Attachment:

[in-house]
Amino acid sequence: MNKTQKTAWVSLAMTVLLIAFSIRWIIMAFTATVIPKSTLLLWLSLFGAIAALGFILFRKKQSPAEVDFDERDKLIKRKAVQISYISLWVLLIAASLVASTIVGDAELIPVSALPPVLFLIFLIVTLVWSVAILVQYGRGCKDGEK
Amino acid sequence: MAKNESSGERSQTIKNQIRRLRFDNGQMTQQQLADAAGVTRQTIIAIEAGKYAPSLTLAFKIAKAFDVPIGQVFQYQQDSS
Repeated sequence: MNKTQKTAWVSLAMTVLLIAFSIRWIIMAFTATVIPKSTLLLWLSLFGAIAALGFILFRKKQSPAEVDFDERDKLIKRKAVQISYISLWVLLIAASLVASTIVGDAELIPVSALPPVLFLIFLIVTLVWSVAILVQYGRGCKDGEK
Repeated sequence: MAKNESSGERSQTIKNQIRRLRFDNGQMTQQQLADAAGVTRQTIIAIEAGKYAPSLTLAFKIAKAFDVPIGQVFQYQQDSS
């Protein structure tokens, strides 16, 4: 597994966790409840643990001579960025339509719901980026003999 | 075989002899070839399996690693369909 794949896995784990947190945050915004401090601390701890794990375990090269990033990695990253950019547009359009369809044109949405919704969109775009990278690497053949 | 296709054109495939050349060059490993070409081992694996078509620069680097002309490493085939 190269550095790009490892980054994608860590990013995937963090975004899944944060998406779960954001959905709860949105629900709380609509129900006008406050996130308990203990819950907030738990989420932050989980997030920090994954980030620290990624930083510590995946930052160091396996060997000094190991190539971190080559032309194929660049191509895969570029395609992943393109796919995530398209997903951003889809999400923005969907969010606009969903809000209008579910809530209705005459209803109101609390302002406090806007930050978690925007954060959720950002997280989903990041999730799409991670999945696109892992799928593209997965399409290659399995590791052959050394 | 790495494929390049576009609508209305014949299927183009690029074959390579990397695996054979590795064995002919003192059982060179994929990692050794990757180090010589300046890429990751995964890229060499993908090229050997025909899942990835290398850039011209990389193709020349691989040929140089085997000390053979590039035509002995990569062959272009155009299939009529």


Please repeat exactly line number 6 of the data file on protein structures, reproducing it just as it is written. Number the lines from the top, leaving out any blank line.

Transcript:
């Protein structure tokens, strides 16, 4: 597994966790409840643990001579960025339509719901980026003999 | 075989002899070839399996690693369909 794949896995784990947190945050915004401090601390701890794990375990090269990033990695990253950019547009359009369809044109949405919704969109775009990278690497053949 | 296709054109495939050349060059490993070409081992694996078509620069680097002309490493085939 190269550095790009490892980054994608860590990013995937963090975004899944944060998406779960954001959905709860949105629900709380609509129900006008406050996130308990203990819950907030738990989420932050989980997030920090994954980030620290990624930083510590995946930052160091396996060997000094190991190539971190080559032309194929660049191509895969570029395609992943393109796919995530398209997903951003889809999400923005969907969010606009969903809000209008579910809530209705005459209803109101609390302002406090806007930050978690925007954060959720950002997280989903990041999730799409991670999945696109892992799928593209997965399409290659399995590791052959050394 | 790495494929390049576009609508209305014949299927183009690029074959390579990397695996054979590795064995002919003192059982060179994929990692050794990757180090010589300046890429990751995964890229060499993908090229050997025909899942990835290398850039011209990389193709020349691989040929140089085997000390053979590039035509002995990569062959272009155009299939009529």